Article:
Akihabara (秋葉原, "Field of Autumn Leaves"), also known as Akihabara Electric Town (秋葉原電気街 Akihabara Denki Gai ), is an area of Tokyo, Japan. It is located less than five minutes by rail from Tokyo Station. Its name is frequently shortened to Akiba (アキバ) in Japan. While there is an official locality named Akihabara nearby, part of Taitō-ku, the area known to most people as Akihabara (including the railway station of the same name) is actually Soto-Kanda, a part of Chiyoda-ku.
Akihabara is a major shopping area for electronic, computer, anime, and otaku goods, including new and used items. New items are mostly to be found on the main street, Chūōdōri, with many kinds of used items found in the back streets of Soto Kanda 3-chōme. New parts for PC-building are readily available from a variety of stores. Tools, electrical parts, wires, microsized cameras and similar items are found in the cramped passageways of Soto Kanda 1-chōme (near the station). Foreign tourists tend to visit the big name shops like Laox or other speciality shops near the station, though there is more variety and lower prices at locales a little further away. Akihabara gained some fame through being home to one of the first stores devoted to personal robots and robotics.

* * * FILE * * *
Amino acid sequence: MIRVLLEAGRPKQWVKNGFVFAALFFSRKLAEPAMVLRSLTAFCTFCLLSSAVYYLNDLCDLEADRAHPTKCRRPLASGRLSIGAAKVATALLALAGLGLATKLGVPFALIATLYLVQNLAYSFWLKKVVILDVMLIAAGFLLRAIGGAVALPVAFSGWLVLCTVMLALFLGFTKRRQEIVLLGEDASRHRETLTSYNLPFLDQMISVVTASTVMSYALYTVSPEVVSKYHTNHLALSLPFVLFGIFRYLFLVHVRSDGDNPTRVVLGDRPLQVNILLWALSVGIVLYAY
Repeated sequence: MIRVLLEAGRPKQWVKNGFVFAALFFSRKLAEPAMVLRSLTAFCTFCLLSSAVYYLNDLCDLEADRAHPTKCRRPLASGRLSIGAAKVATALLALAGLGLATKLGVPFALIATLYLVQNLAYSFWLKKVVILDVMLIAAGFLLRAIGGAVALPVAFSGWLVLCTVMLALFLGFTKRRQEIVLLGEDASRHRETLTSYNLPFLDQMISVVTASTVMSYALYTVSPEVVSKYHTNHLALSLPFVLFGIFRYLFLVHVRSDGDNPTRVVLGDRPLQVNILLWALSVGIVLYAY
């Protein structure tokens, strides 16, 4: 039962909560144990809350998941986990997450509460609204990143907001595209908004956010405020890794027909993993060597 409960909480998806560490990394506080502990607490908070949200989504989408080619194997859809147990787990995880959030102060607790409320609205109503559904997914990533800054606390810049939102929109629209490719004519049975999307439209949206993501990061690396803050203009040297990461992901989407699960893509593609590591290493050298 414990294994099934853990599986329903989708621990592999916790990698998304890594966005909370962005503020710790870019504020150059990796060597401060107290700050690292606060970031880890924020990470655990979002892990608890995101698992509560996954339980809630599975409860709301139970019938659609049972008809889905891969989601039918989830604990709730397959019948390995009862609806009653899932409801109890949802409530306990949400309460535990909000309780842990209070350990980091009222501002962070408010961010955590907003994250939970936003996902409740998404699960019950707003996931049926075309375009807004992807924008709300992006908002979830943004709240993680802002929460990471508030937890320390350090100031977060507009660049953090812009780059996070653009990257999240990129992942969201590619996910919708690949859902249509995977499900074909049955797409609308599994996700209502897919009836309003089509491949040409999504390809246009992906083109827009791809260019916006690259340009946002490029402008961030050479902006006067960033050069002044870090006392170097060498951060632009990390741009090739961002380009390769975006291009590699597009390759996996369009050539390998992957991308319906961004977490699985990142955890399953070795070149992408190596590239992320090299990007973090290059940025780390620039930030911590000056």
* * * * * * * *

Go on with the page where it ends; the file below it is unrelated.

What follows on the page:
The area was just out of Sujikai-gomon city gate (present Mansei bridge) which was one of the city gates (Mitsuke) of old Edo (Tokyo). It was the gateway from inner Edo to northern and northwestern Japan and Kan’ei-ji temple in Ueno. Many dealers, craftsmen and relatively lower class samurai lived there.
- 1869: A major blaze destroyed the area. It brought about the decision to clear the 30,000 square metres of land in order to keep future fires from getting into inner Tokyo city.
- 1870: In this cleared land a small Shinto shrine once in old Edo Castle was built. The shrine's name was 鎮火社, which means "the extinguisher shrine"). But many downtown Tokyo residents misunderstood the shrine. They thought that the deity Akiba or Akiha (秋葉) which was the most popular fire-controlling deity in central and eastern Japan must have been enshrined in it. They also called the cleared land "Akiba ga hara" or "Akibappara" which means "the deity Akiba's square".
- 1888: The shrine moved to Matsugaya, near Asakusa.
- 1890: Extension of the rail line (now the Tōhoku Main Line) from Ueno to Akihabara. At first there was no passenger service, for south of the station was the Akihabara cargo docks, where goods from all over the world would flow into Kanda by river and be hauled up the east bank of the canal to be ticketed at the central cargo transport window.
- From the Meiji to the Shōwa period, as the electric railway improved transport to Akihabara and the surrounds, and especially due to the growth in dealerships, the district was designated as Seika Ichiba (青果市場: vegetables and fruits market).
- 1925: Akihabara-Tokyo station connection opened as the Tohoku line extended to Tokyo.